So have you met Generation Vexed? Perhaps you are a member of it, or have one living under your roof, feeding from your fridge.
It is a moniker that is being applied to the nation's current crop of 20-somethings. They are said to be facing a dire job market, uncertain prospects for surpassing their parents' standard of living, and generally a long, hard slog before they will be able to find their way in life.
As a member of the profession responsible for propagating these generational catchphrases, here is my plea: Let's nip this Generation Vexed thing in the bud before it becomes another cliche for lazy thinkers. Remember Generation X and Generation Y? Does anybody think of them as useful demographic categories anymore? Not really.
It ought to go without saying, but all of these generation monikers do a poor job of capturing the aspirations and struggles of an extremely diverse group of people. And when this kind of faux sociology is tied to an intimation of destiny, of a lifetime of doom and gloom for young people, it's insulting and frankly just not helpful.
This kind of journalism typically is a two-step process: Decide a thesis (young people are financially doomed), and then build the evidence using quotes from young people who fulfill the initial premise (don't quote anyone who doesn't fit the original idea). Throw in polling data for good measure.
The conclusions are not wholly inaccurate. They just may not be the entire story. And they tend to privilege only one perspective, with limited context. In this case, the idea is solidified by finding a few anxious college students who worry about finding work in their degree field, consumed by the fear that their learning is wasted. A spring Gallup poll is cited that found that fewer than half of Americans think the current young generation will have a better life than the previous one. That's real pessimism, based on many valid factors. But it's not a crystal ball.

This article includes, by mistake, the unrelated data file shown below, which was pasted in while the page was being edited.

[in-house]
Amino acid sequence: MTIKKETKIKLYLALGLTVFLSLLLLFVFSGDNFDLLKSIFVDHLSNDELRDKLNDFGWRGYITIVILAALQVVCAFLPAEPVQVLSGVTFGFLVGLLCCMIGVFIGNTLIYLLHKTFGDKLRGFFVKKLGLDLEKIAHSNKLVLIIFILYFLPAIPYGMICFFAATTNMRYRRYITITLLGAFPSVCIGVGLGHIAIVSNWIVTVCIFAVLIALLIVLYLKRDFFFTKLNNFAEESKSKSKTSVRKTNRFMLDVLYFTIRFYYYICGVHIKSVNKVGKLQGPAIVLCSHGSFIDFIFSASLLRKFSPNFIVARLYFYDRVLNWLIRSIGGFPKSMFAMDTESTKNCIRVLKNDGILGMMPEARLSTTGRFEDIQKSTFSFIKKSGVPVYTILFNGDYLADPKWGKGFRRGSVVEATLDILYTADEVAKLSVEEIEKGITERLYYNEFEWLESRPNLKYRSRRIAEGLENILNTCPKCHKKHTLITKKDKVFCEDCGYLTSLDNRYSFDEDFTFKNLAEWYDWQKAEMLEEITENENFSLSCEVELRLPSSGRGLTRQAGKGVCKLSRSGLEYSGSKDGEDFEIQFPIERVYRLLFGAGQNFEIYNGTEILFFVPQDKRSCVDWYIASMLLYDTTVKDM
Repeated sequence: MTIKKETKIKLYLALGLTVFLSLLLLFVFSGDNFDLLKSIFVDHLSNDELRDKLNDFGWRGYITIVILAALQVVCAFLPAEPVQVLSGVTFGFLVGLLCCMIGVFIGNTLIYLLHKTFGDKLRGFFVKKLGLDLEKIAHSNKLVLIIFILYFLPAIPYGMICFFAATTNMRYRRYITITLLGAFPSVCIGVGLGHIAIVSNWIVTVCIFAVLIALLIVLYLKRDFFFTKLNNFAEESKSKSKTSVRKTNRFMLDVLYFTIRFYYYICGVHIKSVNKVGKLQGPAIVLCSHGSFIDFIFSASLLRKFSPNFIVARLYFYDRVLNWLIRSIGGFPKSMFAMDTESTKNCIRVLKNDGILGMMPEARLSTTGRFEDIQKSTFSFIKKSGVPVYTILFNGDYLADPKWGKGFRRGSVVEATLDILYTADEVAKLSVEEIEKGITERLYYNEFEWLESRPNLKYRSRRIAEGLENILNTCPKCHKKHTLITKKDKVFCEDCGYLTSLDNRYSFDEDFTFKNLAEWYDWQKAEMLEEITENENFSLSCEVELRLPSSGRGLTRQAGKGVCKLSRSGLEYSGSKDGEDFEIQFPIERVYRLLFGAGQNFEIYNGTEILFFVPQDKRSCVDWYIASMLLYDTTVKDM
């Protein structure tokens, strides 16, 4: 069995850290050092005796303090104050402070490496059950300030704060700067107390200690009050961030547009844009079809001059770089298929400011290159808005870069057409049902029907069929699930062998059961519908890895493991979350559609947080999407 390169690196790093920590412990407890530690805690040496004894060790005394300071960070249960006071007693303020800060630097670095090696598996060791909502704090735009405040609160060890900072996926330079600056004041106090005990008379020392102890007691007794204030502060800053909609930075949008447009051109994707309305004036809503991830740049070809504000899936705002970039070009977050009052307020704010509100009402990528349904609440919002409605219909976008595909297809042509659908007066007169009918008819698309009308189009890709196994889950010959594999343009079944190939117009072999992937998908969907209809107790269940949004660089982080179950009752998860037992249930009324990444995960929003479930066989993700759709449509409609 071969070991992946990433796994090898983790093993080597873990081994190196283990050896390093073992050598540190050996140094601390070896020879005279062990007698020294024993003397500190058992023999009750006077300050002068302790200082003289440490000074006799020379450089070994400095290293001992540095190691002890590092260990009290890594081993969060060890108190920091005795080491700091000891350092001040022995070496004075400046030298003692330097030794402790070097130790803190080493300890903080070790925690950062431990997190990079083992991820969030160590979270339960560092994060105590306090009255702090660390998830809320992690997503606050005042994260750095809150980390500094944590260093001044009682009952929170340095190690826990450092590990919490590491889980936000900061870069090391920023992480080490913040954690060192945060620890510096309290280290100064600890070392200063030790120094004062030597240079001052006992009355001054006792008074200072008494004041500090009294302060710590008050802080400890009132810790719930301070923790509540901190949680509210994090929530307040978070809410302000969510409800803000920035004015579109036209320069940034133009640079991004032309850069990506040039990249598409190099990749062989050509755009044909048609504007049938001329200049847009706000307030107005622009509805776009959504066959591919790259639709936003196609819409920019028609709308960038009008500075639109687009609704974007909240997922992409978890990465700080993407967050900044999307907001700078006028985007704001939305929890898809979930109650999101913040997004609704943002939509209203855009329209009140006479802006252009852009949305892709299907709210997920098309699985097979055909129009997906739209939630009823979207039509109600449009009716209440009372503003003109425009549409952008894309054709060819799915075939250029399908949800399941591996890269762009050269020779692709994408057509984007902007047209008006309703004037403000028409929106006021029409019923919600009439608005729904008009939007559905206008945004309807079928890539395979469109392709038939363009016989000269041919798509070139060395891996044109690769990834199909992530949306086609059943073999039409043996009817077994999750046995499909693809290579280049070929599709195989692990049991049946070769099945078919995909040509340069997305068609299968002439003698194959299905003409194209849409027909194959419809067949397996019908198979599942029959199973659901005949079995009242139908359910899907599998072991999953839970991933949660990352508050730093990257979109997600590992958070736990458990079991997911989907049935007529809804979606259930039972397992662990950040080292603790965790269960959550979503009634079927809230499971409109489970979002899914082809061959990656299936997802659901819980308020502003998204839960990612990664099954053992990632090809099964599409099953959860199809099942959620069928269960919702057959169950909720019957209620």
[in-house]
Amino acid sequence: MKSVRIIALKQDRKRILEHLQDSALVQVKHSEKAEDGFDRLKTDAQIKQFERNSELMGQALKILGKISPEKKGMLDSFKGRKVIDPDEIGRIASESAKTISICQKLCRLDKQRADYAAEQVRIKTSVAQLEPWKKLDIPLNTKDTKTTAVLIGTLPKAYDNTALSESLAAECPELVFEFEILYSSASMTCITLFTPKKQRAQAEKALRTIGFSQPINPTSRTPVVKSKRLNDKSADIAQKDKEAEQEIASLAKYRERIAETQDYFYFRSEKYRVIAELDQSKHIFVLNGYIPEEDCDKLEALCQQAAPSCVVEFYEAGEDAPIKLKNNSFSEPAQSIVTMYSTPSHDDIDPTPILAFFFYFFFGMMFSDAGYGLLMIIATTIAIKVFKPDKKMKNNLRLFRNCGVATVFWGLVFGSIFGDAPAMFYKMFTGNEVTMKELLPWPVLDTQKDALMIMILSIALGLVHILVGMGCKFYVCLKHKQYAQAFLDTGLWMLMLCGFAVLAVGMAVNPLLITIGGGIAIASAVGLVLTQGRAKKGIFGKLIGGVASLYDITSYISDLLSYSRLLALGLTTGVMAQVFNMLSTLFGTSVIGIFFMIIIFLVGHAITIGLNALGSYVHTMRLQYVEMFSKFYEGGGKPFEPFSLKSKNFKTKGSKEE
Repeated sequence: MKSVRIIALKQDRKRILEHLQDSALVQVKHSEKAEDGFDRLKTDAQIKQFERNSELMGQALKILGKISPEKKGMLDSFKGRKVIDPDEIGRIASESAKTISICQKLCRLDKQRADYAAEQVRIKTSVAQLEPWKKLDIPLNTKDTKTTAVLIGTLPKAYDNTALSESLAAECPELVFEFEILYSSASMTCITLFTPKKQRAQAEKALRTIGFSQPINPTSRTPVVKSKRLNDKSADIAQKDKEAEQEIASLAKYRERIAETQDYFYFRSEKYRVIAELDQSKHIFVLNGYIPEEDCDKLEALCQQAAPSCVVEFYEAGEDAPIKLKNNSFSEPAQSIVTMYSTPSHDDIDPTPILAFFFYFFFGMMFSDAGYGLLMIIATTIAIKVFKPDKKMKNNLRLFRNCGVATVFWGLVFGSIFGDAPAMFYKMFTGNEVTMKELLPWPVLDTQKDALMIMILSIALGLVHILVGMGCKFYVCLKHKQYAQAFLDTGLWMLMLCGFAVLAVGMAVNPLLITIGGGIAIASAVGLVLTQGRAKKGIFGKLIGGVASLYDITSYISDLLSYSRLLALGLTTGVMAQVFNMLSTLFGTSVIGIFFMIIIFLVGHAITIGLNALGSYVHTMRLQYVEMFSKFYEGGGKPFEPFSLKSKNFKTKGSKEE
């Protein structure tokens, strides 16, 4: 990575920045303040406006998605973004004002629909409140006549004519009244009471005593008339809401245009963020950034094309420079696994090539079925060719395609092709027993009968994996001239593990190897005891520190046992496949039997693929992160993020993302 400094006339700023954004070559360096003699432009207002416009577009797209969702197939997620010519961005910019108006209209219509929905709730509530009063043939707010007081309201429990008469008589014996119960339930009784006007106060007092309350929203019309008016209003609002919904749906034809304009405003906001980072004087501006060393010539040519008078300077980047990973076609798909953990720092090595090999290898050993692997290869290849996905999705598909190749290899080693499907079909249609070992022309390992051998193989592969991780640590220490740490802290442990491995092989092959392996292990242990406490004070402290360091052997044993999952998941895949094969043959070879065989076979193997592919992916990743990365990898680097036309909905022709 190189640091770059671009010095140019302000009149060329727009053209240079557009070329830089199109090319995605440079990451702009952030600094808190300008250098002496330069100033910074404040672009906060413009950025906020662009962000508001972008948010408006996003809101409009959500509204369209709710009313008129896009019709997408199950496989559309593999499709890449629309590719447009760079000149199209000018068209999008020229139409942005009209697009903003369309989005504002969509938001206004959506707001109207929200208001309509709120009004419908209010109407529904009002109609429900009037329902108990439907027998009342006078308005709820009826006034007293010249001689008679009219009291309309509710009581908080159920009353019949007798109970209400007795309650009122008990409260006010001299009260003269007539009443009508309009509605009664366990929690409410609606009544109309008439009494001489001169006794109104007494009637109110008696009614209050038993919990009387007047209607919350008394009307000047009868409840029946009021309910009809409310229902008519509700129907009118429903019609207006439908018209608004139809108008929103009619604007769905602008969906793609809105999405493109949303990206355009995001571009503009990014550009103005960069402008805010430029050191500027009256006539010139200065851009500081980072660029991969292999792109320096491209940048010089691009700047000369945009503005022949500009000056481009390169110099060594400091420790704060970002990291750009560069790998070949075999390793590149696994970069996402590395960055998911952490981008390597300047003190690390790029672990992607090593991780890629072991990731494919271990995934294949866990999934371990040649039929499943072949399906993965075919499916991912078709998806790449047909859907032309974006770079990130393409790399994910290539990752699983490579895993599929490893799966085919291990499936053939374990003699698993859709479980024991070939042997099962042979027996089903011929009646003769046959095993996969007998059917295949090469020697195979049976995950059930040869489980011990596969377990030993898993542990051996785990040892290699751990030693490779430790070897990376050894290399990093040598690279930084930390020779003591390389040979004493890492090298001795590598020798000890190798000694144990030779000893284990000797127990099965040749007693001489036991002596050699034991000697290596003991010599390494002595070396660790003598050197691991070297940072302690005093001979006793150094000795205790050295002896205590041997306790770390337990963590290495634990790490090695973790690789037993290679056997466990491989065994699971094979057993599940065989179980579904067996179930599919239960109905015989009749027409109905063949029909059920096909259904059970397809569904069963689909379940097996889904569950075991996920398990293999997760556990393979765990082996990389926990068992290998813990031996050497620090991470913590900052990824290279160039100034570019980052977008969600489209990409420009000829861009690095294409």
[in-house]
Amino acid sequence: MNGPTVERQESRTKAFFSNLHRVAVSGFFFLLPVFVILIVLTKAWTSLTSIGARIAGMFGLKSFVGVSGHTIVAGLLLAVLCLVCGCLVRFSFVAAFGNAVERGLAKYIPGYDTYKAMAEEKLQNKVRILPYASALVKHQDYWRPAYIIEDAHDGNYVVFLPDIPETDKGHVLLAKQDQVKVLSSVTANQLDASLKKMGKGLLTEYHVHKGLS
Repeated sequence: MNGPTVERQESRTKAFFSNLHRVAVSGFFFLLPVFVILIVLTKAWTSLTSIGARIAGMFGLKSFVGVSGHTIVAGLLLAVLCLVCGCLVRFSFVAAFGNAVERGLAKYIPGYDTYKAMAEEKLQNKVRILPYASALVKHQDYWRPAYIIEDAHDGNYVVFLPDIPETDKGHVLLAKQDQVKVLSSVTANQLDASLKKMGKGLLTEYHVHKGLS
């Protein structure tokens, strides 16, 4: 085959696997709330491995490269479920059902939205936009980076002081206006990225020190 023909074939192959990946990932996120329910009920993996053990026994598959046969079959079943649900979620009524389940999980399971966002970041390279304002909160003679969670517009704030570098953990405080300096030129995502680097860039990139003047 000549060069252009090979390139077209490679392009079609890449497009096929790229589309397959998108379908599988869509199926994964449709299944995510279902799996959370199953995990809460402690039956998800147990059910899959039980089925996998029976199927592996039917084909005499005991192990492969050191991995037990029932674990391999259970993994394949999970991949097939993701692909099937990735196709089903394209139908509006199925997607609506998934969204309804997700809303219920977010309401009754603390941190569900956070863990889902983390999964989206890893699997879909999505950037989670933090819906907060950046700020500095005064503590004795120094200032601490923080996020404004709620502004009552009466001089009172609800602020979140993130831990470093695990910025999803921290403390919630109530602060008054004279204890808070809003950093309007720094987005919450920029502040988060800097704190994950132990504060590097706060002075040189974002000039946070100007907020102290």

It's a story. Stories can be very powerful, politically speaking. They can inspire people to organize and act for the common good. They can also distort our understanding of how the world works and what is to be done. The air of inevitable doom in the Generation Vexed story reminds me of another sentiment many respondents parrot back to pollsters and reporters: Social Security won't be there for me when I retire. Says who? And what are you willing to do about it? There are other stories to be told about the American commonweal. A telling feature of the Generation Vexed meme is that the young people who truly have the grimmest prospects for a prosperous future - educationally struggling and socially isolated urban youth - are often left out of mention entirely. It's hard to escape the feeling that the fearful middle class - which is, after all, the consumer of these chilling stories - has all but given up caring about those who cannot aspire to a college education and the living standard it is supposed to afford.
And yet the middle class and the poor alike suffer from the ever-widening wealth gap between the rich and the rest of us. In 2007, the richest 10 percent of the U.S. population owned nearly three-quarters of the nation's household wealth; the richest 1 percent owned more than one-third. The wealth of the bottom 40 percent is statistically insignificant.
This should be a wake-up call.
Recently, I wrote of young people that they face some really frightening problems. If medical inflation is not controlled now, a few decades from now our nation will face catastrophe. If today's politicians decide to shred the social safety net, senior citizens decades from now will suffer.
If, if - meaning there is still time. Meaning something can be done about it.
Be wary, my young friends, of those who intone the no-future mantra. Take note of how it plays into political campaigns that don't have your interests at heart.
Define yourselves, your era, your response to the challenges ahead. Don't let anyone write you off with a catchy phrase. Keep your ears sharp for alarms, but not for the death knell.
ABOUT THE WRITER
Mary Sanchez is an opinion-page columnist for The Kansas City Star. Readers may write to her at: Kansas City Star, 1729 Grand Blvd., Kansas City, Mo. 64108-1413, or via email at email@example.com.